Labour lose-lose on TPPA

Andrew Little and Labour have got themselves in a potentially tricky position over the Trans Pacific Partnership Agreement, which may be lose-lose for them.

NZ Herald reported:

Mr Little said it would also be inappropriate to hold a signing ceremony for the deal two days before New Zealand’s .

“Our national day is a day that we celebrate our national identity and national sovereignty, and this is an agreement that potentially compromises our sovereignty.”

David Farrar headlined this as Stupid quote of the week  and called it “pretty pathetic, and just desperate”.

The first comment, by NK, quoted someone on Facebook:

“So initially they complained about the content.

Then, when the content turned out to be good, they complained that it didn’t go far enough for Dairy.

Now, that they realise it’s better than before, they complain about not knowing when it will be signed and on what desk and who will hold what pen.

Man, this is pathetic. Just be a man and stand up and congratulate your own former Leader Helen Clark for having started the TPPA. That would be statesmanlike.”

That is currently on 45 up ticks, 0 down ticks.

In more favourable blog territory for Labour Te Reo Putake posted Little: Labour to Defy TPPA.

Andrew Little has made it clear that the Labour Party in Government will defy provisions in the Trans Pacific parrtnership agreement that weaken NZ’s sovereignty.

Interviewed on Radio NZ this morning, the Labour leader spoke out about the pisspoor negotation that has led to the current National Party Government meekly accepting clauses that limit our right to determine who buys our land. Little revealed that three countries, including Australia, succesfully fought for exemptions to this onerous and oppressive clause. Australia will retain it’s ability to control its own borders, NZ … not so much.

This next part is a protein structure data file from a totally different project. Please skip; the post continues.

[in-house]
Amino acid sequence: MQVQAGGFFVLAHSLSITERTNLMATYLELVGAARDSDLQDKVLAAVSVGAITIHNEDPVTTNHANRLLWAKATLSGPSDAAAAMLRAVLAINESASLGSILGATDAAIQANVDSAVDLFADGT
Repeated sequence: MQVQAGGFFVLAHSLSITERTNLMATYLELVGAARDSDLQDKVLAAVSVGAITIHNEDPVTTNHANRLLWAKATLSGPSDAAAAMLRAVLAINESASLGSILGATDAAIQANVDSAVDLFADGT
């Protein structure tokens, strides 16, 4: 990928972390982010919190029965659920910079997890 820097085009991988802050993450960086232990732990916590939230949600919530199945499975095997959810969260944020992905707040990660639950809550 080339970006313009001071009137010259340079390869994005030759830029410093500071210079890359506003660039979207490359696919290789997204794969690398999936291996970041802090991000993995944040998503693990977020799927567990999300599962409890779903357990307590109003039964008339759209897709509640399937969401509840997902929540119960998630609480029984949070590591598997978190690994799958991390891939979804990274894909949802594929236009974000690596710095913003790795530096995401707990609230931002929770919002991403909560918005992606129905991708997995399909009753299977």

It’s great to see Labour making it’s opposition to this secret sellout so very clear. This lines them up with both the Greens and NZ First, making the formation of an alternative Government a lot easier. Certainly, if Kiwi voters want to retain our country’s independence, a vote for any of those three parties is now a sensible option.

One last thing. Little has said that it’s understood the agreement will be signed here in NZ, just before we celebrate our nationhood on Waitangi Day. The cynicism of the Key Government apparently knows no bounds.

There were some supporting comments, like from Anne:

Labour and Little initially took a cautious approach because nobody knew what was in the agreement but they did make it very clear from around mid-year that any attempt to tamper with our sovereign rights would be vigorously opposed and they would not abide by any provisions in the agreement that endangered that sovereignty. I see Little’s latest comments as confirmation of this commitment. His tone of voice came through as determined – no ifs or buts.

And Heather:

The insult to New Zealanders is obvious with the choice of February 4th. Someone must be telling porkies – Chile and Peru would not have suddenly made up the date they were coming to New Zealand.

I am very pleased that Andrew Little has spoken out strongly, there is no no doubt in people’s minds what he is thinking. I hope that NZ First and the Greens can all reach common ground.

I like the idea that some have mentioned of referring to the National Government, they are the people responsible for the so many fronts we are failing in New Zealand. It is not Key alone.

But The Standard isn’t dominated by loyal Labourites. There was also quite a bit of dissing.